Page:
Found, in a dusty basement: a hefty box of heirloom images, with the first photos taken after Grandma immigrated to Canada jumbled among slides of Mom and Dad on their bell-bottomed honeymoon. To prep them for Facebook uploading, visit this digital lab in the Distillery, where staff efficiently and professionally scan printed photos and slides—they’ll also develop and scan old rolls of film. Images are tweaked to match the colours and depth of the original, then catalogued on the storage device of choice. Scans $4–$23; $85 package includes 40 photos and a 10-inch-square book.
550 Wellington St., third floor, 416-601-3589
The latest yoga craze: Yin, which stretches the tight fascia and connective tissue beneath muscles, increasing blood flow and keeping joints loose. It’s a popular side pursuit for runners with rock-hard buns, or anyone feeling an age-related loss of flexibility. Teachers arrange students into classic Indian yoga poses chosen to stimulate the energy pathways of traditional Chinese medicine, then command them to hold it: to get fascia deep, practitioners breathe through each pose for five to 20 minutes. The Yin class at 889 Yoga’s new studio at the Thompson Hotel is one of the most rigorous. On warm summer evenings they’re held on an outdoor patio, a chilled-out space in which to practise patience. $21 a class or $80 for five.
100 Geary Ave., 416-913-7590
Mitch Robertson is the choice of collectors, curators and artists for complicated jobs—like hanging a pricey piece of art on a concrete wall or suspending it from invisible wires 10 feet from the ceiling—not least because he has his own opinions. “It’s better I tell them than their guests whisper that things are too high, or uneven,” he says. For art that won’t fit up skinny staircases, he will remove canvases from their frames, then re-stretch them on-site before installation. $80 to $100 an hour.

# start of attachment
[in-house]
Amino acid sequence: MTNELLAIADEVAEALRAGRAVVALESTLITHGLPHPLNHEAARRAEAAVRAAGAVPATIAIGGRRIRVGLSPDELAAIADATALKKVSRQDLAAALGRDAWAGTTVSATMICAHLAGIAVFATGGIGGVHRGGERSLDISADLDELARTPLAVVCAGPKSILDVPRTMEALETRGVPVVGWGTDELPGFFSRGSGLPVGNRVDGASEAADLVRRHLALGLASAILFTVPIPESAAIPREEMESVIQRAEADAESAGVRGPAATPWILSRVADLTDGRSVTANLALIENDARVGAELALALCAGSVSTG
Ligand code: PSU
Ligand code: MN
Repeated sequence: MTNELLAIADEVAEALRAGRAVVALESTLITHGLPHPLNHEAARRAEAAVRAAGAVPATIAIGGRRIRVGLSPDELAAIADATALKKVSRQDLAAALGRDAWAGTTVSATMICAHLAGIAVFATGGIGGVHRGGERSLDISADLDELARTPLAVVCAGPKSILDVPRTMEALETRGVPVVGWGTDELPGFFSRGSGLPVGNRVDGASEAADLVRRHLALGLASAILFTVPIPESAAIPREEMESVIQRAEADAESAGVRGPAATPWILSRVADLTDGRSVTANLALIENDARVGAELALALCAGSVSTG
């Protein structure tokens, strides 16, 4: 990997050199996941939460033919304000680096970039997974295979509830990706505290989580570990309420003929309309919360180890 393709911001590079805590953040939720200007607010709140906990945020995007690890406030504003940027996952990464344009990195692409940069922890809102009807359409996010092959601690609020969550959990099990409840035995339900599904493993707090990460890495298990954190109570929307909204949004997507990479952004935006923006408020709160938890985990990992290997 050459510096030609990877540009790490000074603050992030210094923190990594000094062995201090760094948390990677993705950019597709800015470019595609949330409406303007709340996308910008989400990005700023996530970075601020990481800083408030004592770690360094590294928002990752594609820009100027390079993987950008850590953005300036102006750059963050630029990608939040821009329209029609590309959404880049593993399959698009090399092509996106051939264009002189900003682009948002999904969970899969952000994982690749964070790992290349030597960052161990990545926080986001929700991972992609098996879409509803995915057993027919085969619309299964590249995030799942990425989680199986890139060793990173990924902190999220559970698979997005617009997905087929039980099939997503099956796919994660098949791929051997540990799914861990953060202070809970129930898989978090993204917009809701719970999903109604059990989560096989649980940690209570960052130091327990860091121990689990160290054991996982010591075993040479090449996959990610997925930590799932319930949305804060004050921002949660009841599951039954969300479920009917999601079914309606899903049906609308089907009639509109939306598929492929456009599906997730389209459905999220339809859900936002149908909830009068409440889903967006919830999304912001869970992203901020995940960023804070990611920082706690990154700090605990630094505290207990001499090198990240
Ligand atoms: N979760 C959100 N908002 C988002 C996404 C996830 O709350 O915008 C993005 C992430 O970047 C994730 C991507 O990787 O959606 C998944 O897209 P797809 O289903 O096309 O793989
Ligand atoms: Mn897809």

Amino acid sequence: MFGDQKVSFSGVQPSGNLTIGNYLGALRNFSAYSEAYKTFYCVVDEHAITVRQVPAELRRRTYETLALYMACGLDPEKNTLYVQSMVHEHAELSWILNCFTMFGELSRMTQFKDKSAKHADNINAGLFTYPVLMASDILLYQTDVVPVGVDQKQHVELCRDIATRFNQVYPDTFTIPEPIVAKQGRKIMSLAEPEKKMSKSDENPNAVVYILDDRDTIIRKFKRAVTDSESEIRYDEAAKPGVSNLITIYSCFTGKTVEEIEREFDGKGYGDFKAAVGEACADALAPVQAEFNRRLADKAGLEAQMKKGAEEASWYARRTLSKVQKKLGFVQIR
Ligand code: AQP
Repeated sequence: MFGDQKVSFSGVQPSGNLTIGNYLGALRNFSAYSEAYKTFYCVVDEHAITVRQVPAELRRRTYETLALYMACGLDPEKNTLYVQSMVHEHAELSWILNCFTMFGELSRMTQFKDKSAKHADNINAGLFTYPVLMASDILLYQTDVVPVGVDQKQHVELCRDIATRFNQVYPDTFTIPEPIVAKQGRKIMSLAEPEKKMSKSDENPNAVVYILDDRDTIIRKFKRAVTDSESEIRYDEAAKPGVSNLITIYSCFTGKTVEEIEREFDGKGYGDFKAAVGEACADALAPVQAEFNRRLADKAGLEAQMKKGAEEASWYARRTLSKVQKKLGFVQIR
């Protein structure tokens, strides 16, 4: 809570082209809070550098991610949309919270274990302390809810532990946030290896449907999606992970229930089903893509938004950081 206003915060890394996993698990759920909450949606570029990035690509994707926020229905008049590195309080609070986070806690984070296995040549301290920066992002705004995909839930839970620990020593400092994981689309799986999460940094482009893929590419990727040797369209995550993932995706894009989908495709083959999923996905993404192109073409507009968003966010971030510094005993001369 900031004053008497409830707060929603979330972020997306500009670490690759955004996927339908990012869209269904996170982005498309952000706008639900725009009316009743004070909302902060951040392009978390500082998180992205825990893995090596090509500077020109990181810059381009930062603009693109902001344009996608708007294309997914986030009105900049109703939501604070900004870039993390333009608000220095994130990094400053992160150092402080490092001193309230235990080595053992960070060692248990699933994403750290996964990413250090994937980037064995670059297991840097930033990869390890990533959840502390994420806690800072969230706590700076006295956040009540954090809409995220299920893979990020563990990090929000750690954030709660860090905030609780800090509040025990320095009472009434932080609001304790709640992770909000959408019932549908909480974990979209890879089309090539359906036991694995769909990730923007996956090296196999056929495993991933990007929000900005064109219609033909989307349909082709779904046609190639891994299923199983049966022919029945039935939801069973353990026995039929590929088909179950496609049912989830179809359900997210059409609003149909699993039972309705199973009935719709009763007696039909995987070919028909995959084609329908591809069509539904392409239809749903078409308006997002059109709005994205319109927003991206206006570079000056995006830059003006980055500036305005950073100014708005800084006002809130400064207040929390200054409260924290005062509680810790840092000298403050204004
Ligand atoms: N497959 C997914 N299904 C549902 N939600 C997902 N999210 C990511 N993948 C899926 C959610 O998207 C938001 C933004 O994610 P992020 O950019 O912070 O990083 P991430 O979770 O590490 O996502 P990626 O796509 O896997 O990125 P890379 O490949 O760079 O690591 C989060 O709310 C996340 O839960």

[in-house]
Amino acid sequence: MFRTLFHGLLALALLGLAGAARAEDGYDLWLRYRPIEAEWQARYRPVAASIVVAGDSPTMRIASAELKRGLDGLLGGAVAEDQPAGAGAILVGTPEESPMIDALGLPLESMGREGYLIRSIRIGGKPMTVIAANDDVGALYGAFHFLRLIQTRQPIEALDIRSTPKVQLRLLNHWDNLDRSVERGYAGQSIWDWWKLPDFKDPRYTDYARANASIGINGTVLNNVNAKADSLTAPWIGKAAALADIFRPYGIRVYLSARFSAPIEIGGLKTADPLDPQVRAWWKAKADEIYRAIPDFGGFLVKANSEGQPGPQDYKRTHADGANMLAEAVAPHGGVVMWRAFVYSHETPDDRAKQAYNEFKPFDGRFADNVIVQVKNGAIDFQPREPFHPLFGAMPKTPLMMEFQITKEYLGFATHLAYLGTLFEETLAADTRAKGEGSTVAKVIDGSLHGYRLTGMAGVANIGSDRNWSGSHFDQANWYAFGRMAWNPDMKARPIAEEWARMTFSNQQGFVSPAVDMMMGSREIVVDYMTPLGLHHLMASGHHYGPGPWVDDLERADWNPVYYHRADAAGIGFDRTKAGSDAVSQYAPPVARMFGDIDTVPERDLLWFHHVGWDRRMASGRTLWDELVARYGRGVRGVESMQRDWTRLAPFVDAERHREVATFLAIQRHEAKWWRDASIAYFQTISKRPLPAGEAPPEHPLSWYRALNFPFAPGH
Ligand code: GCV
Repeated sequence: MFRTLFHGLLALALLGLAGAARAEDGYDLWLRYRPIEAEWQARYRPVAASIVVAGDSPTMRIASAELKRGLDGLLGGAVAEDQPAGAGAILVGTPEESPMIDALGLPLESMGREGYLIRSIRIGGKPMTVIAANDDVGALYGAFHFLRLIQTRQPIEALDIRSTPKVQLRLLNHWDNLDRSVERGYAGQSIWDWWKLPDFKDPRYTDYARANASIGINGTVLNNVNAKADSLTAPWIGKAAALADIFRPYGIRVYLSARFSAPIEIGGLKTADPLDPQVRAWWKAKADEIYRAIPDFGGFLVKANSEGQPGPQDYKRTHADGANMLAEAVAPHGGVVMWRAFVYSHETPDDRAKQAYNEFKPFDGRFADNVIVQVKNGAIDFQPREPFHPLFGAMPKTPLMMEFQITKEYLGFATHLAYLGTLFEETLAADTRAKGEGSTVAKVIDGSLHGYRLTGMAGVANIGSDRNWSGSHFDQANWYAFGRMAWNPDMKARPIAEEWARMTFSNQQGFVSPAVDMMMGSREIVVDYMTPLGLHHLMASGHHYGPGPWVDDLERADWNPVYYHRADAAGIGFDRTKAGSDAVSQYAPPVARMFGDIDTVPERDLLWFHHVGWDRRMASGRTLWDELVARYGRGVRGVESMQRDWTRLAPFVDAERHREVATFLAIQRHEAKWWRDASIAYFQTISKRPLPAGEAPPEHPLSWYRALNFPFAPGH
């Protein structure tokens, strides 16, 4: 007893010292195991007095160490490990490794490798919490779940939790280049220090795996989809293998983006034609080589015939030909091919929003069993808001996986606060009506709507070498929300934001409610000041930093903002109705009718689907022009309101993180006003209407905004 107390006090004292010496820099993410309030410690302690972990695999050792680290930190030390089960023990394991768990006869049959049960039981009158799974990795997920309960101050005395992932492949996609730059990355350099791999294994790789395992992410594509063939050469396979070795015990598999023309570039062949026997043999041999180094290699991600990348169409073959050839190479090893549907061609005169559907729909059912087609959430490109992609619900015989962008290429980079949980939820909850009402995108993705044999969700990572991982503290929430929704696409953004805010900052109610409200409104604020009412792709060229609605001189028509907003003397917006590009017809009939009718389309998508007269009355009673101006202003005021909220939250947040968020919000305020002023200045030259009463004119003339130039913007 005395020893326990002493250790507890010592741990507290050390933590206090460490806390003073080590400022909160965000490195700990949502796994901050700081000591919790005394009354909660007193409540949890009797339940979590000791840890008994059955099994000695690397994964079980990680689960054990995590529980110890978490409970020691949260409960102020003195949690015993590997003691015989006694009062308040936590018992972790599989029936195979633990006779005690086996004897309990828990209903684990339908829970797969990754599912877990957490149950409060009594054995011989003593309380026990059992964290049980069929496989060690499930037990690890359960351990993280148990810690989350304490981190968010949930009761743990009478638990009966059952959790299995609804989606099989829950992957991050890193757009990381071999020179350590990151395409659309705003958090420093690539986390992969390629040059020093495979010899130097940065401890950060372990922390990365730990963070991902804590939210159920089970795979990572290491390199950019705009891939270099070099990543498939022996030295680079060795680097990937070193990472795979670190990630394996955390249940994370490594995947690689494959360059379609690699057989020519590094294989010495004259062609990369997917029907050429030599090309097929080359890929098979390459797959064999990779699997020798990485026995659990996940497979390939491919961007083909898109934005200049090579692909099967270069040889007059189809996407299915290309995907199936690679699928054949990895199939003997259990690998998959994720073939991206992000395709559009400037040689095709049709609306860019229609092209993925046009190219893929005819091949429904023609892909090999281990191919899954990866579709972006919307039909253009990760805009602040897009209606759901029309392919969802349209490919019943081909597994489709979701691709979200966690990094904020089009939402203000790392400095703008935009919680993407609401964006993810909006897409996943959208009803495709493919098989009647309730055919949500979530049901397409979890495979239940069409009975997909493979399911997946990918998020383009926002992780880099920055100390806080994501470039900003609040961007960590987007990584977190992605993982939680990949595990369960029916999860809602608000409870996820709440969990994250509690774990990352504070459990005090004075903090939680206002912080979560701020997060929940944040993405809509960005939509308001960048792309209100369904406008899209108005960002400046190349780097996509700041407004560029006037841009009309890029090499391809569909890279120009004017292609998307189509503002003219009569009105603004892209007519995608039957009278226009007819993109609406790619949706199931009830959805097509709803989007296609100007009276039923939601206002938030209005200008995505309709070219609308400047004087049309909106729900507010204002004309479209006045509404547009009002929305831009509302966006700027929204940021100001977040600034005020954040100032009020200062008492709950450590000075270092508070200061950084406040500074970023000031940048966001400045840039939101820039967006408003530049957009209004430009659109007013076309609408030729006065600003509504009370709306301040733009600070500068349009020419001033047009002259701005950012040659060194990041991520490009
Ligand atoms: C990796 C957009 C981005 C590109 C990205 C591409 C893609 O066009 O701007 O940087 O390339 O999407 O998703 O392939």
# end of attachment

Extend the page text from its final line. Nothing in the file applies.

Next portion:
The bespoke craze has migrated to our walls. At their Liberty Village studio, designers Anita Modha and Jonathan Nodrick create original wallpaper to match your handcrafted furniture and custom-tailored suits. Bring in any original artwork or photograph and Rollout will digitally print it using latex-based paper and eco-friendly inks; designs can be printed in repeat patterns or as wall murals. The studio also carries house lines, including vintage Paris street maps, skull-festooned damask and urban woodsman plaid. From $10 per square foot.
The Spa at the Hazelton
118 Yorkville Ave., 416-963-6307
Beards, the laziest style trend of the past decade, are finally on their way out, and formerly scruffy men are realizing a painful truth: shaving hurts. Part of that searing pain can be alleviated—if you’re willing—with proper exfoliation. And there’s no better way to exfoliate than a full-on facial. The Spa at the Hazelton Hotel offers the Discovery for Men, a facial procedure specifically designed for tougher, oilier male skin. Aestheticians use high-end Valmont products from Switzerland to clean deep into your pores. One hour for $140.
The Spa at the Ritz-Carlton
181 Wellington St. W., 416-572-8000
Too often, a trip to the spa means being roughed around and hosed down like an elephant. At the newly branded Clarins spa at the Ritz-Carlton hotel, treatment rooms have soaring, 20-foot ceilings, flattering lighting and individual treatment table temperature controls. For the hour-long Moisture Quencher Body Therapy ($150), a mild glycolic peel and layers of fluffy hot towels slough off rough, dead skin. Next: a seriously relaxing rub-down with hydrating oils, which results in a soft, smooth epidermis that seems to regain a decade’s worth of elasticity. Afterward, steam in the lavender-scented sauna.